However, you need to make the switch from a sitting to a standing desk slowly, by introducing an anti-fatigue mat to relax your knees, hips, and ankles. Start by working in a standing position for 20 minutes a day before gradually increasing the time. Otherwise, your body will be under a lot of strain. Over time it might surprise you how much more productive and fitter you are with your new desk versus the previous sitting version.
In conclusion, for the desk worker of the 21st century, a standing desk, potted plant, and a puppy are some of the basics of a happy and healthy office job, day after day.
What are some other ways to improve your current desk job to improve health?
11 thoughts on “Reboot Your Desk Job to Improve Health”
I splashed out on a sit/stand desk a month ago and I’m really pleased with it. I’m not entirely convinced that sitting is all that bad for otherwise reasonably active people, but my back definitely likes my new desk. Wish I’d got one years ago.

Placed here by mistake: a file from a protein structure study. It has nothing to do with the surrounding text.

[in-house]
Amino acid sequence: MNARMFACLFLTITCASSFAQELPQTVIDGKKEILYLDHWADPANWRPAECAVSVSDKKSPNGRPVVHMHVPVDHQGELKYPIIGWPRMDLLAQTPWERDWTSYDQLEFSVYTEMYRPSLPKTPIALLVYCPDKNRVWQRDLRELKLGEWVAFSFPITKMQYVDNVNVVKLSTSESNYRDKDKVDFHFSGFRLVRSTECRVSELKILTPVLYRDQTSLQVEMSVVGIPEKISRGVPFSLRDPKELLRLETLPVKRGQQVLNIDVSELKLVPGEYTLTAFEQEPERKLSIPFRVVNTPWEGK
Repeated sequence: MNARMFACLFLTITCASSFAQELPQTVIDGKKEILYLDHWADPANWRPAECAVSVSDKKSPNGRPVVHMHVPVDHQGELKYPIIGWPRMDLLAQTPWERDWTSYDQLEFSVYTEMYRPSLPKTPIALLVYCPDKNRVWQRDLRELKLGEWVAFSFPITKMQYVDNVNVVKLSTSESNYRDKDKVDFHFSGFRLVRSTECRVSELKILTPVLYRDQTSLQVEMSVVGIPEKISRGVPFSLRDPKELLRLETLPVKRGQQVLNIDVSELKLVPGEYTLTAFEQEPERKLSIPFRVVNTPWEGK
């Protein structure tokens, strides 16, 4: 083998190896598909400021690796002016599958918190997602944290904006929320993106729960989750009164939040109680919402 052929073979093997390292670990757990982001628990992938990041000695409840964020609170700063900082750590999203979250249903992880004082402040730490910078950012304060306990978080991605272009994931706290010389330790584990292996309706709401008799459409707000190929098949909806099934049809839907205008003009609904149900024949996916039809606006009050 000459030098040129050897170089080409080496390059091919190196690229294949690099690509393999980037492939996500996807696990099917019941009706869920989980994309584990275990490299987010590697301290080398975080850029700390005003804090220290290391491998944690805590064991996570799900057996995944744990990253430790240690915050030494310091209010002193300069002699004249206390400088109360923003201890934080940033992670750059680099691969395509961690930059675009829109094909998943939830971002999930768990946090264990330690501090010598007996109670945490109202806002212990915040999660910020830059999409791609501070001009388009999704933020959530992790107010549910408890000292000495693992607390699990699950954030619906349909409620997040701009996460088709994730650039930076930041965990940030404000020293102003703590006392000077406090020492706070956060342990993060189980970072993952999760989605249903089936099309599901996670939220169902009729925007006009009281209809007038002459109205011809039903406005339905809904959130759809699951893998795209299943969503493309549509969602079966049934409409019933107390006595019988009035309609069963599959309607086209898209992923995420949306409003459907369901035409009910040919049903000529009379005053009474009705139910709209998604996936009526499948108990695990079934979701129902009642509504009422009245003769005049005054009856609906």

sometimes the basic changes in our life is all that makes a difference in our health.
love your blogs :)
Dogs in offices, what a wonderful world it would be 😛
Good points Christy. I remember those office days with horrid flourescent lighting, and lol, smokey air back in the day! ;) xx
Standing desks are now quite common in many of the bigger workplaces here in Australia. Most of the jobs I’ve worked in here have the option of standing desk – though you do need to list a reason why you want it, and those with back problems or can’t sit for long due to health conditions may very well get a standing desk. At my current work we can adjust the height of our sitting desk – and if I adjust my desk to the highest it can do, it actually doubles up as a standing desk for me as I am short :D